Child’s knitted jacket

I was part way through a knitting project, when I received an email from Woman’s Weekly with advice about using vintage knitting patterns with modern yarns.

The yarns in old patterns are hardly ever available now.  I didn’t look at the link, because I am aware that it is fairly easy to find out about knitting yarns on the worldwide web.

When I planned my previous project, I was uncertain how many of the garments on the pattern I was going to knit.  There was a dress as well as the coat, bonnet and bootees.  In the event I knitted the coat, and two sizes of bonnet and bootees.  I had bought 500gm of yarn and had roughly half of it left over.

At this stage I had look at my patterns.  One, which I had saved from a Woman’s Weekly magazine about 30 years ago jumped out at me as an interesting and useful project.  I had used it before and the parents of the recipient(s) had been thrilled.  I weighed my yarn on the electronic kitchen scales and compared the fibre content with that of the yarn in the pattern.  It did not weigh quite as much as the recommended amount, but was 100% acrylic, whereas the yarn in the pattern contained some nylon.  I have an idea that nylon is denser than acrylic, so I decided I had a good chance of completing the smallest DK version.  The yarn came from a small independent shop in a nearby town.  They might have some left if I did not have enough.  Trying to finish it before they had sold all of it spurred me on to complete it quickly.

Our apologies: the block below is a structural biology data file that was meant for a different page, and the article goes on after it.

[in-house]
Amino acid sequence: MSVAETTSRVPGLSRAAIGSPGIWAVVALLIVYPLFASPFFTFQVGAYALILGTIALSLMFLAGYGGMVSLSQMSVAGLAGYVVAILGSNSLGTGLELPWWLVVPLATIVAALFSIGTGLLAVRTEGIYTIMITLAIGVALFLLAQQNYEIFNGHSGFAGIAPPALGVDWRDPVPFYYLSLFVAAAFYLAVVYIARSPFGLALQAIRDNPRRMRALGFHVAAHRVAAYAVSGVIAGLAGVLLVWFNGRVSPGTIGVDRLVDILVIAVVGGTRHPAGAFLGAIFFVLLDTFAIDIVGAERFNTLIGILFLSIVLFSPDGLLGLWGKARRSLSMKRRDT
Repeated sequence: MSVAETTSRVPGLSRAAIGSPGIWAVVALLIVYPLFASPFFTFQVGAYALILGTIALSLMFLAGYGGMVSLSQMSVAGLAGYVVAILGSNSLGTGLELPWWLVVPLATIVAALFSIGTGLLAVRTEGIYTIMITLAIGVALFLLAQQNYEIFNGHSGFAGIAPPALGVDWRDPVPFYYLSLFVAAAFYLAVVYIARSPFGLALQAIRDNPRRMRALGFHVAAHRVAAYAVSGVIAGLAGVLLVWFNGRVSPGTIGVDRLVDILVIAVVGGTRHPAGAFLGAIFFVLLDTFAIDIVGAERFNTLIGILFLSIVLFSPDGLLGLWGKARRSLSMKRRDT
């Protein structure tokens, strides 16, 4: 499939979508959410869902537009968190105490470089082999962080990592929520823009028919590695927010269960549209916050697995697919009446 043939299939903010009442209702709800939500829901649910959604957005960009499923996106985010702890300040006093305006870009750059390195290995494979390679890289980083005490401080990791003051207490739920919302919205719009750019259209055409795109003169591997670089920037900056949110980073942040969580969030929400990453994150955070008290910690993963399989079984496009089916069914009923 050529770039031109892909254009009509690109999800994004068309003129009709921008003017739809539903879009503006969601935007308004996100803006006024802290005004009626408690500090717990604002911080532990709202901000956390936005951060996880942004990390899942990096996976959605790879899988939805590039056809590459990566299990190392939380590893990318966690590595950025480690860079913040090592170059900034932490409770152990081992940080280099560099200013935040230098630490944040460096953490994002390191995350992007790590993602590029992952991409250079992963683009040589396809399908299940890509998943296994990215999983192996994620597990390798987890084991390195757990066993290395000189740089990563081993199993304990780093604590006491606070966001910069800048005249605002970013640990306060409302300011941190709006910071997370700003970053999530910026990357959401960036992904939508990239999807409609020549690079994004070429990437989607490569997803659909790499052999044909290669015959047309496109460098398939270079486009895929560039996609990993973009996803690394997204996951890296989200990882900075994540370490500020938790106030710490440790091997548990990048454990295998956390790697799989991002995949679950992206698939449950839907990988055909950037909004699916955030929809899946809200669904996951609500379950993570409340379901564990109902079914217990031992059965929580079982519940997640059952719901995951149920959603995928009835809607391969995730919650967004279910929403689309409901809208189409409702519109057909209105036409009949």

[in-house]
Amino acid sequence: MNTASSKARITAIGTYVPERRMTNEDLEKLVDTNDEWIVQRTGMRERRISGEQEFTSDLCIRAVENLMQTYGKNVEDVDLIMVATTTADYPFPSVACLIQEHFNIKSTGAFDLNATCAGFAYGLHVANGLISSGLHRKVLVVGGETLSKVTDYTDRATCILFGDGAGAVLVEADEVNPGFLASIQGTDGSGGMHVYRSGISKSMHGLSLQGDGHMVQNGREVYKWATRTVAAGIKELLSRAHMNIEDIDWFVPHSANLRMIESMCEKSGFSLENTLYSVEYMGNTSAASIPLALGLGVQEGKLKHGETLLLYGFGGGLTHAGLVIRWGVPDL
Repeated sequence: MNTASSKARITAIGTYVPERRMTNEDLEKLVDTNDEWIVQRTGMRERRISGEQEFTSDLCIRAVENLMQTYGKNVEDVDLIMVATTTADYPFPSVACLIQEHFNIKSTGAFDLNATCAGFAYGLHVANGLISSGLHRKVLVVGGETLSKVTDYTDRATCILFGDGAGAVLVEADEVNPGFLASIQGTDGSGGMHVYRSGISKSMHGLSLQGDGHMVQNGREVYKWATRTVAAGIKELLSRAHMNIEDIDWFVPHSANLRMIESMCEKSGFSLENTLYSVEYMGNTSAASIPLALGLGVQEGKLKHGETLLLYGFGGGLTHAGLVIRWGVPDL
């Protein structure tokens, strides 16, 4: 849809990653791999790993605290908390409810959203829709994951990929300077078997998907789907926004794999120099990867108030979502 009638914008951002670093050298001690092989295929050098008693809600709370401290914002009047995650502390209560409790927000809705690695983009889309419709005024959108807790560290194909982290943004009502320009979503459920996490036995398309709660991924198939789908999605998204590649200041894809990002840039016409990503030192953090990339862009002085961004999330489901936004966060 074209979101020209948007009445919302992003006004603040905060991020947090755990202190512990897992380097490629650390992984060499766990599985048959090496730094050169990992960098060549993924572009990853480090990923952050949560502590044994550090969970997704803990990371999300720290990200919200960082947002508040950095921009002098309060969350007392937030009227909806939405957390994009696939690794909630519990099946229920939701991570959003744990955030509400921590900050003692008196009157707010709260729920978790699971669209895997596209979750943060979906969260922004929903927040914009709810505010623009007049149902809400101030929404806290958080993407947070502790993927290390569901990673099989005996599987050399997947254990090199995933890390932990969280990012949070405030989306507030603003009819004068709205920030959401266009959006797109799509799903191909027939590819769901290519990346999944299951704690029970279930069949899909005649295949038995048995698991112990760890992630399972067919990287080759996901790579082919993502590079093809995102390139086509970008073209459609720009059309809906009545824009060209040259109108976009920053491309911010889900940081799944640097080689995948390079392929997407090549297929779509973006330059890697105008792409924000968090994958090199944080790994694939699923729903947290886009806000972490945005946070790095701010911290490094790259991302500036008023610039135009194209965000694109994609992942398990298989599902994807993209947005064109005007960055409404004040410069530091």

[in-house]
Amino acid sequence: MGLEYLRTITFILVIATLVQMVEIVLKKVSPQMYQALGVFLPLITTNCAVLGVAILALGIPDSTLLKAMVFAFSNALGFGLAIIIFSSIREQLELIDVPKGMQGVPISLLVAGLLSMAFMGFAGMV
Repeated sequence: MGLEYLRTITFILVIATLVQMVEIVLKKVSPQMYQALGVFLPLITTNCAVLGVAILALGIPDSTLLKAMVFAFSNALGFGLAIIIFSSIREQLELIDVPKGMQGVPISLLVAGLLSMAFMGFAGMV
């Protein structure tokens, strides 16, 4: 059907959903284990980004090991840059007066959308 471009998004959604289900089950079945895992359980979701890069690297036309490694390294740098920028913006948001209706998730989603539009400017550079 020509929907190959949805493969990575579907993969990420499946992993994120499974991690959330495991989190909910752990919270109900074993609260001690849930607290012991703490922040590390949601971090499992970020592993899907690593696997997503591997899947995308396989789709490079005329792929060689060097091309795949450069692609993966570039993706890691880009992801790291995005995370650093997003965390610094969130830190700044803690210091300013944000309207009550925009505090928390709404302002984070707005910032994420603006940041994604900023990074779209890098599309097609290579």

Knitted Jacket with Hood

Knitted Jacket with Hood

I managed to buy an open-ended zip in a small shop in a different town.  I might have preferred one two inches longer, but I bought the only suitable one they had.   It has perhaps turned out to be a good idea not to have the zip all the way to the bottom of the ribbing.  It gives more ease if a child is sitting down wearing the jacket.

I am tempted to show exactly how much yarn I had over.

The surplus yarn

The surplus yarn

 

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